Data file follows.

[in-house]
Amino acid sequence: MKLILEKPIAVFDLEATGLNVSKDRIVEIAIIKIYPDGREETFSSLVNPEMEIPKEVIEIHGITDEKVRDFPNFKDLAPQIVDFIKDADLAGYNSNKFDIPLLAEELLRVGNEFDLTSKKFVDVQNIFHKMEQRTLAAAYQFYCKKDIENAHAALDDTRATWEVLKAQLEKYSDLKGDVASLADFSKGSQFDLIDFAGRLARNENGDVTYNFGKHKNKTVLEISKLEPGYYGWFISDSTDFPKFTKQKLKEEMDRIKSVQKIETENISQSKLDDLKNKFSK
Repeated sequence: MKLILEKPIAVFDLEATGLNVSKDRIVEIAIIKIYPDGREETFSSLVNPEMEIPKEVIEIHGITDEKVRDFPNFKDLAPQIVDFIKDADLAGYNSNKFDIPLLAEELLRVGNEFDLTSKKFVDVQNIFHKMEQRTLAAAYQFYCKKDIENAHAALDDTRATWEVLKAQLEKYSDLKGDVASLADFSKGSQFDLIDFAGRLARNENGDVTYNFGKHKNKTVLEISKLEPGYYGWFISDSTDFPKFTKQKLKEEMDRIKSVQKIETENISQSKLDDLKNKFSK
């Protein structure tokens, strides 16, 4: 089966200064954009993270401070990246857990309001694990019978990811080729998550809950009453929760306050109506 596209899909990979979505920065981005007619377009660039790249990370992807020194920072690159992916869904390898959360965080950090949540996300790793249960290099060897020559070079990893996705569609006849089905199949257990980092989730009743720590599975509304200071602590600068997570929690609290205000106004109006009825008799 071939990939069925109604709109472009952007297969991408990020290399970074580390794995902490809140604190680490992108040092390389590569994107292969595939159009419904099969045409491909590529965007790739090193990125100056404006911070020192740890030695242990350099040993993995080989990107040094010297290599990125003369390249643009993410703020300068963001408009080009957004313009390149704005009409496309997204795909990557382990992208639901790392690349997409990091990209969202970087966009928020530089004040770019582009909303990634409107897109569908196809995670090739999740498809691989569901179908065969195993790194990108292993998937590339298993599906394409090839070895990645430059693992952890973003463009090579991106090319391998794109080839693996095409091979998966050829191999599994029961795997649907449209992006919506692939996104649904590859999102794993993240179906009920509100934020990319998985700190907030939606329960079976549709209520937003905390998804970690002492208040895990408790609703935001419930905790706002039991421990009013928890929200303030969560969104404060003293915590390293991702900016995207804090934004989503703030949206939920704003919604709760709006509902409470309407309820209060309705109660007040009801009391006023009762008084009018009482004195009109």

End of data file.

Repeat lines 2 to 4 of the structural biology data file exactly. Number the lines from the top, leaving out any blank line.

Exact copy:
Amino acid sequence: MKLILEKPIAVFDLEATGLNVSKDRIVEIAIIKIYPDGREETFSSLVNPEMEIPKEVIEIHGITDEKVRDFPNFKDLAPQIVDFIKDADLAGYNSNKFDIPLLAEELLRVGNEFDLTSKKFVDVQNIFHKMEQRTLAAAYQFYCKKDIENAHAALDDTRATWEVLKAQLEKYSDLKGDVASLADFSKGSQFDLIDFAGRLARNENGDVTYNFGKHKNKTVLEISKLEPGYYGWFISDSTDFPKFTKQKLKEEMDRIKSVQKIETENISQSKLDDLKNKFSK
Repeated sequence: MKLILEKPIAVFDLEATGLNVSKDRIVEIAIIKIYPDGREETFSSLVNPEMEIPKEVIEIHGITDEKVRDFPNFKDLAPQIVDFIKDADLAGYNSNKFDIPLLAEELLRVGNEFDLTSKKFVDVQNIFHKMEQRTLAAAYQFYCKKDIENAHAALDDTRATWEVLKAQLEKYSDLKGDVASLADFSKGSQFDLIDFAGRLARNENGDVTYNFGKHKNKTVLEISKLEPGYYGWFISDSTDFPKFTKQKLKEEMDRIKSVQKIETENISQSKLDDLKNKFSK
């Protein structure tokens, strides 16, 4: 089966200064954009993270401070990246857990309001694990019978990811080729998550809950009453929760306050109506 596209899909990979979505920065981005007619377009660039790249990370992807020194920072690159992916869904390898959360965080950090949540996300790793249960290099060897020559070079990893996705569609006849089905199949257990980092989730009743720590599975509304200071602590600068997570929690609290205000106004109006009825008799 071939990939069925109604709109472009952007297969991408990020290399970074580390794995902490809140604190680490992108040092390389590569994107292969595939159009419904099969045409491909590529965007790739090193990125100056404006911070020192740890030695242990350099040993993995080989990107040094010297290599990125003369390249643009993410703020300068963001408009080009957004313009390149704005009409496309997204795909990557382990992208639901790392690349997409990091990209969202970087966009928020530089004040770019582009909303990634409107897109569908196809995670090739999740498809691989569901179908065969195993790194990108292993998937590339298993599906394409090839070895990645430059693992952890973003463009090579991106090319391998794109080839693996095409091979998966050829191999599994029961795997649907449209992006919506692939996104649904590859999102794993993240179906009920509100934020990319998985700190907030939606329960079976549709209520937003905390998804970690002492208040895990408790609703935001419930905790706002039991421990009013928890929200303030969560969104404060003293915590390293991702900016995207804090934004989503703030949206939920704003919604709760709006509902409470309407309820209060309705109660007040009801009391006023009762008084009018009482004195009109």